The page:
“A Single Man” by Christopher Isherwood

Jun 26, 2011 by

This book is something special.  I had waited for so long to read this, that I started to worry that I was putting too much pressure on it to live up to my elevated expectations – that worry was unnecessary.

A Single Man chronicles a day in the life of George – a professor at the local State College, far from his native England, and deeply grieving the recent and sudden loss of his long-time partner Jim.  Doubling the tragedy here, is that it is the early 1960s, when being gay was something to be hidden from, well, everyone except perhaps your closest and dearest friends.  George is so overwhelmingly disconnected from his neighbors, his peers at work, his students….  that he is becoming disconnected from himself.  This particular day finds George attempting to reconnect with his friends and neighbors, and make new connections with his students…..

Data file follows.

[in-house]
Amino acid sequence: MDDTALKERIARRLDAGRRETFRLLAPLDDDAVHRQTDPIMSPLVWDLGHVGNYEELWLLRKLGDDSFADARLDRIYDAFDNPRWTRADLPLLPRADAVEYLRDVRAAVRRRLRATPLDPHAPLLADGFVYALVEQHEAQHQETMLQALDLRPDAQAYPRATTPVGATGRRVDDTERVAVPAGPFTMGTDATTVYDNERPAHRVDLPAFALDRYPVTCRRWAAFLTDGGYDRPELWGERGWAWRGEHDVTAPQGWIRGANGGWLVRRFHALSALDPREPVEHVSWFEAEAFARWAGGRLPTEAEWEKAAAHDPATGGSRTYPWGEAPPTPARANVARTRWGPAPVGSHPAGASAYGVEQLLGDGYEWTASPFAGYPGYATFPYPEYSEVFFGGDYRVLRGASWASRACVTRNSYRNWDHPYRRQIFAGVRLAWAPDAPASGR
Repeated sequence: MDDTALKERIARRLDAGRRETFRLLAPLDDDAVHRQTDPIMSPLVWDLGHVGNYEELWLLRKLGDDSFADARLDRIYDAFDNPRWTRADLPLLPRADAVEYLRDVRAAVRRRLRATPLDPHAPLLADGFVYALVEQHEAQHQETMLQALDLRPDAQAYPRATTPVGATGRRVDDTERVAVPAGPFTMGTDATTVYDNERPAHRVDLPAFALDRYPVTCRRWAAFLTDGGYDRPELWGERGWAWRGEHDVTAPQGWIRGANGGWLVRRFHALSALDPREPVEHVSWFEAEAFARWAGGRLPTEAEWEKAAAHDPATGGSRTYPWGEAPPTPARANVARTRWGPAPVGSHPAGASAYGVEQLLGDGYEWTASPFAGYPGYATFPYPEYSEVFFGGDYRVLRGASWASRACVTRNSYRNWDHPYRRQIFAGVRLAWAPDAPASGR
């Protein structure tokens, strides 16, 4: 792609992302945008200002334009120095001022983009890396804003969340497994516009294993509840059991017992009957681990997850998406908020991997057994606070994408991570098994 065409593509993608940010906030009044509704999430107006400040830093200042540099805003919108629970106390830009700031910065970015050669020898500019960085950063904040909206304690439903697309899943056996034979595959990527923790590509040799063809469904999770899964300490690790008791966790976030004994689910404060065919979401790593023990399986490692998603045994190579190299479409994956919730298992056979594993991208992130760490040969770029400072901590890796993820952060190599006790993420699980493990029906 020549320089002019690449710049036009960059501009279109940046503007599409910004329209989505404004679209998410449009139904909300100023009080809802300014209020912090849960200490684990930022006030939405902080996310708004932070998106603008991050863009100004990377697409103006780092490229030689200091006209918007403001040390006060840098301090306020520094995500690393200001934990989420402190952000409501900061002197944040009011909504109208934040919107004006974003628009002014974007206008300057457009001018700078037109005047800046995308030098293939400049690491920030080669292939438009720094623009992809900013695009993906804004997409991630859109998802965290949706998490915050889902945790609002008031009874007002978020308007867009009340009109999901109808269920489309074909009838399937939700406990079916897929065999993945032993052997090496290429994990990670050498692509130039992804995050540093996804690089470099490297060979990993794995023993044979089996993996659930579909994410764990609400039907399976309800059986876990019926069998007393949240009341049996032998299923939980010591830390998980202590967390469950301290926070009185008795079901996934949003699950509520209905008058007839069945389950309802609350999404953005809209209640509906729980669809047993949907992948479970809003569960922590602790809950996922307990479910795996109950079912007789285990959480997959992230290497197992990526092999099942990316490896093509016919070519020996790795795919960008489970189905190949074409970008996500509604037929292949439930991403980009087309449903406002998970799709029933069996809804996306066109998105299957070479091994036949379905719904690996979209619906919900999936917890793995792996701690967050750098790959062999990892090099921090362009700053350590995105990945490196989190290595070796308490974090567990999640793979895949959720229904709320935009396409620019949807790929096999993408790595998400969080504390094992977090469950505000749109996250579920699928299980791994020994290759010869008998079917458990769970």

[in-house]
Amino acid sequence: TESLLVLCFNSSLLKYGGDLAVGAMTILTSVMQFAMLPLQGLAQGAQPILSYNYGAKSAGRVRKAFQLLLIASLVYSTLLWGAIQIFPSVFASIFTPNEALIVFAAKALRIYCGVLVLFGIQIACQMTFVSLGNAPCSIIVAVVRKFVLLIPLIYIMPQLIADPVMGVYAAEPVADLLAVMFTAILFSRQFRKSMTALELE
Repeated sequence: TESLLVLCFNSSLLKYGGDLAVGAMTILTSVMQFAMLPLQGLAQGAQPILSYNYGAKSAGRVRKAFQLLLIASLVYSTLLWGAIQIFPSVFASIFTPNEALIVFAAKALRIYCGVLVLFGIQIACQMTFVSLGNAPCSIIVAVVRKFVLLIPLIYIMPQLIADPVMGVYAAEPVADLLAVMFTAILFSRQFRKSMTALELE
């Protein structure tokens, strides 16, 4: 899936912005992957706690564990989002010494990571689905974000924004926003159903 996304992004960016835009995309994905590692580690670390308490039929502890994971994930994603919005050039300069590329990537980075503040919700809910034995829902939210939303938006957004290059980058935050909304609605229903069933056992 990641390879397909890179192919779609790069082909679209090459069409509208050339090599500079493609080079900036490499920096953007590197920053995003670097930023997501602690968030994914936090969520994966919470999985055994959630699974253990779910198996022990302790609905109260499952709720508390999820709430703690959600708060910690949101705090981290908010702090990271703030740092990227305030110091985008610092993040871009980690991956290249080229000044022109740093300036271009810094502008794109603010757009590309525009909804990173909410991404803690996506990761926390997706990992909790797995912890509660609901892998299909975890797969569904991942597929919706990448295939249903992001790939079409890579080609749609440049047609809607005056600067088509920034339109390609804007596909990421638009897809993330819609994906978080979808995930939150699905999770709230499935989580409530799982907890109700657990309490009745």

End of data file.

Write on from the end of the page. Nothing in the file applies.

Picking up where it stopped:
George’s isolation in his grief, in his life is heartbreaking.  Although I cannot say what it is like to be gay in America now, and certainly not in the 1960s…  I’d have to imagine that this is a fairly accurate portrayal.  I loved watching George evolve….  for such a slim book, this evolution feels slow and dramatic and just lovely to behold.

As I said, this had been on my list to read for awhile now…. and I am so glad I finally got to it.  I am also going to include this in the Book to Movies Challenge, so expect a movie review in a few days or so.  I am really looking forward to how they deal with George’s character.  A lot of what I like in the book was internal to George, and I am curious to see how that is translated to film.

A Single Man                                 
by Christopher Isherwood
Univ. of Minnesota Press, 2001 (orig, pub 1964)
186 pages
Source:  Library

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